Action Filename Description Size Access License Resource Version
Show more files...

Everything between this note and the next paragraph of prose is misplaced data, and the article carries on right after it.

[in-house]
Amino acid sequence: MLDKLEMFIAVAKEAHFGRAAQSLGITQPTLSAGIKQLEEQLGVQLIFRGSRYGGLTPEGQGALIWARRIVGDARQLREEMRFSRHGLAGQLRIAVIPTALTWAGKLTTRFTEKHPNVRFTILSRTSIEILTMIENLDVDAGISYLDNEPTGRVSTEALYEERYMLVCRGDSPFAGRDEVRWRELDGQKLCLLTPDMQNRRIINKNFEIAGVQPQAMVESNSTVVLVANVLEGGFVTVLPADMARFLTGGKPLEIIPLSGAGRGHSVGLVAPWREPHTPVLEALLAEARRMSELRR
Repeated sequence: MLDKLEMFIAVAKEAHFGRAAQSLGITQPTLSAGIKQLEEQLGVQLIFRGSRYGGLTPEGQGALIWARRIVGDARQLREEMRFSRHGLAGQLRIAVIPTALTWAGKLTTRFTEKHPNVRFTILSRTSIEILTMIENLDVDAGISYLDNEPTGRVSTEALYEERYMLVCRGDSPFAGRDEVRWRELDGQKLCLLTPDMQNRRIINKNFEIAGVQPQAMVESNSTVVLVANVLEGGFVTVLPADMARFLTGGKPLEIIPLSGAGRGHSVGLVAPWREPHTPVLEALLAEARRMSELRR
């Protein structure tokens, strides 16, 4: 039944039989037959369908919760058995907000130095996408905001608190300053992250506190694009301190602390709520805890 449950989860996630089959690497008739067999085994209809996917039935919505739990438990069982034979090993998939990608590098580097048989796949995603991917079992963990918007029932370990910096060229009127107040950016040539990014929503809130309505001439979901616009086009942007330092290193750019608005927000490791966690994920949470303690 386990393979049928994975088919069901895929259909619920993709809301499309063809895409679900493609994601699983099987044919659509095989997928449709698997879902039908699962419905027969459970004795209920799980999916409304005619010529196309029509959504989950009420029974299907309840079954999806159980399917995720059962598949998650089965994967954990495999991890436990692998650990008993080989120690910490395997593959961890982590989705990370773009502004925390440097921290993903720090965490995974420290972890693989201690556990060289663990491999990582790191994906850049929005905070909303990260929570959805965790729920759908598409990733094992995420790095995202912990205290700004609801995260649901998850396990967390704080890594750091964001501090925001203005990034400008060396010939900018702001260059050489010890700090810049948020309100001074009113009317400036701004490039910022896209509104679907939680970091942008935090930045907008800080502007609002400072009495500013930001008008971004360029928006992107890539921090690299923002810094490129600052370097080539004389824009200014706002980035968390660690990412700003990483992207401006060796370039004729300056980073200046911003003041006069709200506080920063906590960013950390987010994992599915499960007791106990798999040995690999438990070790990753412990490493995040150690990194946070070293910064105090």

The adjunction of constrictions along the meander of a superconducting Fault Current Limiter (FCL) greatly improves its behavior thanks to a better distribution of the dissipative zones at the occurrence of a short circuit. This design works perfectly for symmetrical short circuit (i.e. short circuit at the maximum voltage). However for asymmetrical short circuits (at voltages close to 0), we are facing a problem due to the small number of the initially switched constrictions. To solve this problem, we test the possibility to speed up the transition into the normal state of the whole meander by heating it locally. This thermally assisted transition is realized by growing a gold layer on the backside of the substrate and by patterning it into a meander with its dissipative parts lying just underneath the constrictions of the FCL. This gold meander can be either connected in parallel with the superconducting meander or a capacitor bank can supply the current. In order to confirm the benefit of the thermally assisted transition we have carefully measured the behavior of the FCL during constant current and low voltage pulses as a function of the power injected into the gold line. We present results showing that the response of the FCL to the generated heat is very fast; typically less than 100 $mu{rm s}$. Furthermore the distribution of the dissipated power across the wafer, during asymmetrical AC short circuit, is clearly improved.